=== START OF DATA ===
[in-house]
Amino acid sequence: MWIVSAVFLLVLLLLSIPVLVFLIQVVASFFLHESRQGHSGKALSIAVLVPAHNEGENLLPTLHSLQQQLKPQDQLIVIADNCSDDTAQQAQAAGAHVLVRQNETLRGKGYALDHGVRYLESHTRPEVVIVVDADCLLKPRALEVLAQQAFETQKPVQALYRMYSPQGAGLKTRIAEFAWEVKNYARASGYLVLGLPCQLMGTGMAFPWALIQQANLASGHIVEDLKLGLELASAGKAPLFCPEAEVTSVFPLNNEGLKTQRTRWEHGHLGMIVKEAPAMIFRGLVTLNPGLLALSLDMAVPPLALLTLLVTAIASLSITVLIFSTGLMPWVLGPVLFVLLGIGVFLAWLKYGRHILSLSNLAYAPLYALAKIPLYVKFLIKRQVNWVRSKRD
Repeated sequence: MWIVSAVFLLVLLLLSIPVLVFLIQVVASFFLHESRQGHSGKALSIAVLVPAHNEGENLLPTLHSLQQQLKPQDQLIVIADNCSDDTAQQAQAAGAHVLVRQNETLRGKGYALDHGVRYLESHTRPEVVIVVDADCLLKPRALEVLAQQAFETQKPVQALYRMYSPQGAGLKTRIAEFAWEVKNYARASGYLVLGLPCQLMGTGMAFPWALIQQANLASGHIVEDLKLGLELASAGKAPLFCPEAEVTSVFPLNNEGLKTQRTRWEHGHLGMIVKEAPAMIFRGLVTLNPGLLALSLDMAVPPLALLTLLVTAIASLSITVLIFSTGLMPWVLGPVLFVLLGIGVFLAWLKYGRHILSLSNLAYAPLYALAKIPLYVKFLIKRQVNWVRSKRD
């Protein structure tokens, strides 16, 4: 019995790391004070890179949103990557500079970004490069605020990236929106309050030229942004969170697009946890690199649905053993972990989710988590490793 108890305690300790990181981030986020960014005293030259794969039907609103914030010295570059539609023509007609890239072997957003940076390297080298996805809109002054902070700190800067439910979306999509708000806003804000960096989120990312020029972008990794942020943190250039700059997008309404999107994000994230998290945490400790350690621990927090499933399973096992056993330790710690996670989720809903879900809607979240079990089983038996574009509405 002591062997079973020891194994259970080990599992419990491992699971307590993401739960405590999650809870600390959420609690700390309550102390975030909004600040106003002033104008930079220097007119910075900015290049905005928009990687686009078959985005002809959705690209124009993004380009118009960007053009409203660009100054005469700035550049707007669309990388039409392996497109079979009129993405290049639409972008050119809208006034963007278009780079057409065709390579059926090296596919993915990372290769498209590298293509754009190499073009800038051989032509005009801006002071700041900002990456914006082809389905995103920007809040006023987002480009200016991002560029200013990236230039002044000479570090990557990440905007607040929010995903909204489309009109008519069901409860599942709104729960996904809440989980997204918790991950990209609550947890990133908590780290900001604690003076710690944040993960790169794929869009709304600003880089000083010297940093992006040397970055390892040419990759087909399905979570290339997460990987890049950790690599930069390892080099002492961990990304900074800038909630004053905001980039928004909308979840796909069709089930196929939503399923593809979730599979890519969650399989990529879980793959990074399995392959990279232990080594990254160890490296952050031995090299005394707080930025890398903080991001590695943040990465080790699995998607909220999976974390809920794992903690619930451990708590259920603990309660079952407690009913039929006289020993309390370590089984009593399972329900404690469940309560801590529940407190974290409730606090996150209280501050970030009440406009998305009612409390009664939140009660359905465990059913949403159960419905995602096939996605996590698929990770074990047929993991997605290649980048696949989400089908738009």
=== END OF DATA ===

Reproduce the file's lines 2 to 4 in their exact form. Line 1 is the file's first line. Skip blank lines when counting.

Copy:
Amino acid sequence: MWIVSAVFLLVLLLLSIPVLVFLIQVVASFFLHESRQGHSGKALSIAVLVPAHNEGENLLPTLHSLQQQLKPQDQLIVIADNCSDDTAQQAQAAGAHVLVRQNETLRGKGYALDHGVRYLESHTRPEVVIVVDADCLLKPRALEVLAQQAFETQKPVQALYRMYSPQGAGLKTRIAEFAWEVKNYARASGYLVLGLPCQLMGTGMAFPWALIQQANLASGHIVEDLKLGLELASAGKAPLFCPEAEVTSVFPLNNEGLKTQRTRWEHGHLGMIVKEAPAMIFRGLVTLNPGLLALSLDMAVPPLALLTLLVTAIASLSITVLIFSTGLMPWVLGPVLFVLLGIGVFLAWLKYGRHILSLSNLAYAPLYALAKIPLYVKFLIKRQVNWVRSKRD
Repeated sequence: MWIVSAVFLLVLLLLSIPVLVFLIQVVASFFLHESRQGHSGKALSIAVLVPAHNEGENLLPTLHSLQQQLKPQDQLIVIADNCSDDTAQQAQAAGAHVLVRQNETLRGKGYALDHGVRYLESHTRPEVVIVVDADCLLKPRALEVLAQQAFETQKPVQALYRMYSPQGAGLKTRIAEFAWEVKNYARASGYLVLGLPCQLMGTGMAFPWALIQQANLASGHIVEDLKLGLELASAGKAPLFCPEAEVTSVFPLNNEGLKTQRTRWEHGHLGMIVKEAPAMIFRGLVTLNPGLLALSLDMAVPPLALLTLLVTAIASLSITVLIFSTGLMPWVLGPVLFVLLGIGVFLAWLKYGRHILSLSNLAYAPLYALAKIPLYVKFLIKRQVNWVRSKRD
């Protein structure tokens, strides 16, 4: 019995790391004070890179949103990557500079970004490069605020990236929106309050030229942004969170697009946890690199649905053993972990989710988590490793 108890305690300790990181981030986020960014005293030259794969039907609103914030010295570059539609023509007609890239072997957003940076390297080298996805809109002054902070700190800067439910979306999509708000806003804000960096989120990312020029972008990794942020943190250039700059997008309404999107994000994230998290945490400790350690621990927090499933399973096992056993330790710690996670989720809903879900809607979240079990089983038996574009509405 002591062997079973020891194994259970080990599992419990491992699971307590993401739960405590999650809870600390959420609690700390309550102390975030909004600040106003002033104008930079220097007119910075900015290049905005928009990687686009078959985005002809959705690209124009993004380009118009960007053009409203660009100054005469700035550049707007669309990388039409392996497109079979009129993405290049639409972008050119809208006034963007278009780079057409065709390579059926090296596919993915990372290769498209590298293509754009190499073009800038051989032509005009801006002071700041900002990456914006082809389905995103920007809040006023987002480009200016991002560029200013990236230039002044000479570090990557990440905007607040929010995903909204489309009109008519069901409860599942709104729960996904809440989980997204918790991950990209609550947890990133908590780290900001604690003076710690944040993960790169794929869009709304600003880089000083010297940093992006040397970055390892040419990759087909399905979570290339997460990987890049950790690599930069390892080099002492961990990304900074800038909630004053905001980039928004909308979840796909069709089930196929939503399923593809979730599979890519969650399989990529879980793959990074399995392959990279232990080594990254160890490296952050031995090299005394707080930025890398903080991001590695943040990465080790699995998607909220999976974390809920794992903690619930451990708590259920603990309660079952407690009913039929006289020993309390370590089984009593399972329900404690469940309560801590529940407190974290409730606090996150209280501050970030009440406009998305009612409390009664939140009660359905465990059913949403159960419905995602096939996605996590698929990770074990047929993991997605290649980048696949989400089908738009």